In the Florida panhandle from April to May, the moment the bees begin working the blooms of the Tupelo trees, bee keepers strip the hives of all their stored honey. When Tupelo production is over, the hives are harvested before it can be mixed with additional honey sources to ensure the product can be certifed Tupelo honey. Good white Tupelo, raw, unheated and unmixed with other honey will never granulate. This kind of honest-to-goodness honey is as close to the impenetrable swamps of the wild rivers of northwestern Florida as a human can get.
So here we were in Wewa (as it is known by the locals) on a stormy Monday in search of genuine unadulterated Tupelo honey. We knew where to go, we’ve been here many times before. We turned off County Road 71 onto Lake Grove Road and drove until we saw the open gates at L.L. Lanier & Sons’ establishment.
I steered my truck along a sandy drive, dodging puddles deep enough to swallow up the lazy wet hound that ambled from the junk-strewn yard. I stopped next to the side door of a decrepit house where various-sized jars of Tupelo honey were displayed on an upturned 55-gallon wooden barrel. An old cedar board hand-carved with the word “honey” lay half-buried, along with a collection of broken toys and rusted tools, beside the porch.
I stepped out of the truck to inspect the jars and an elderly woman appeared from the house. I could hear the indistinct sounds from a television in a nearby room. “Kin I hep ya?” she asked.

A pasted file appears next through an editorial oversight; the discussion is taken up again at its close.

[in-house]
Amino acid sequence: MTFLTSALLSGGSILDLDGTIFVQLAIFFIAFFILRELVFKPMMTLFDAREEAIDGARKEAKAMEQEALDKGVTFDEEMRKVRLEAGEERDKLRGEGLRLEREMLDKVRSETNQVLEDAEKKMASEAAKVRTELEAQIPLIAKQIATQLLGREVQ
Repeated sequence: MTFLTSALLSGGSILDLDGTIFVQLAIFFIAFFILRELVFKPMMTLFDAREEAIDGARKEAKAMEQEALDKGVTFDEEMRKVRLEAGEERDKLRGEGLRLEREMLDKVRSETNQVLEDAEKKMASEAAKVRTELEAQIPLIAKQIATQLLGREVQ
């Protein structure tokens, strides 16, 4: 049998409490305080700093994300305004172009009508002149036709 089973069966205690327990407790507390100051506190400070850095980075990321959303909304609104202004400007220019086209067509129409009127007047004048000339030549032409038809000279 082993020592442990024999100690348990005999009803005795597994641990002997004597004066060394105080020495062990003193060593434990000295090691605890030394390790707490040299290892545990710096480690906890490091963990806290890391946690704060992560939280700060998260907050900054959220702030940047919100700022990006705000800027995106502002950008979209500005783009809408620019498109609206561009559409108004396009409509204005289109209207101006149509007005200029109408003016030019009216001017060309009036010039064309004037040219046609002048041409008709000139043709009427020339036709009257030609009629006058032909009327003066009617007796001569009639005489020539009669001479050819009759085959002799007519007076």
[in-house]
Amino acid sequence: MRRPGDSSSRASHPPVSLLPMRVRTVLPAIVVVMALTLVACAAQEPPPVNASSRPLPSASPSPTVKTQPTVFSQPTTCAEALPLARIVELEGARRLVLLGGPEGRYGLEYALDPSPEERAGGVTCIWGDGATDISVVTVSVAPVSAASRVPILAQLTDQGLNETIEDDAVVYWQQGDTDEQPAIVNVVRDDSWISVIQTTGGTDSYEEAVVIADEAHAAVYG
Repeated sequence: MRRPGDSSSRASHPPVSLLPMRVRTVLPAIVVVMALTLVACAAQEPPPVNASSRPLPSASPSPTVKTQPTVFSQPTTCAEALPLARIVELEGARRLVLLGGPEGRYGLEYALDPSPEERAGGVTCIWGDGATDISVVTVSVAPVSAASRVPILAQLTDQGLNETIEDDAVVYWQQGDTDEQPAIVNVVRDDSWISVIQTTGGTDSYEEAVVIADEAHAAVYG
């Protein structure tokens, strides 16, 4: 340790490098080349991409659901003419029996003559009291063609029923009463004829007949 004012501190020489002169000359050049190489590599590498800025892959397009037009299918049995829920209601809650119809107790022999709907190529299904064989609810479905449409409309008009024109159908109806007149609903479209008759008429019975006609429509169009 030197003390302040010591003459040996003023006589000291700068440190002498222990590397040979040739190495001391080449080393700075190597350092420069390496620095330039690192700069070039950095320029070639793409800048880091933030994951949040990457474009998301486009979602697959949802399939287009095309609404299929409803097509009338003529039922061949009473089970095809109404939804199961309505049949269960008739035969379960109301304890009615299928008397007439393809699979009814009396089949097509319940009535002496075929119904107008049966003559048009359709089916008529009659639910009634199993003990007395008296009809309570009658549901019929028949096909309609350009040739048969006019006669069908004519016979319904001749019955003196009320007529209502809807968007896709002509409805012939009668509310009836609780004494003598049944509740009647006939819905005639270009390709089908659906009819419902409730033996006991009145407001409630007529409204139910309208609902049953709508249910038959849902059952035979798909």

“I’d like a case of the eight-ounce jars,” I replied. Then, “I wish I had some of those biscuits from the Lighthouse Cafe to go along with this good honey. But anything is good with this honey spread on it.”
The old woman looked puzzled for a moment then came back, “Me? I don’t like honey. I like syrup, but not honey. That’ll be fifty-four dollars.”
I hastily pulled the cash from my wallet and handed it to the woman who thanked me, then stepped barefooted into the house. I loaded the honey into the back seat of the truck and backed out of the yard, pleased that I had scored another year’s supply of Tupelo honey and a few jars to share with friends and family as well.
I know I’ll return again to Wewa to buy up next year’s honey stock… just like Kilgore Trout wrote in his last known poem:
When the tupelo
I’ll come back to youp-a-lo.
Fall and spring particularly inspire the dilettantish poet in me. To pay tribute to the season of birth, death and rebirth and in honor of my daughter, Rachel, who is the reigning World Champion Easter Egg Hunter, I present the following shape poem that I appropriately entitled “Egg”.
to none, except
perhaps the chicken
(and even that’s debatable)
it is nature’s perfect food. Fried,
coddled, scrambled or poached atop
toast, bagel or McMuffin, I urge you
to breakfast today. Lest I have it on my
face, I’ll remind you of omelette, quiche,
frittata, custard and souffle.Try them hard-
boiled or soft, dropped, shirred or deviled.
Taste them raw in a smoothie or nog. And
to prevent them from being kept in only
one basket, I’ll be a good one and
mention egg roll, chocolate
egg and, of course,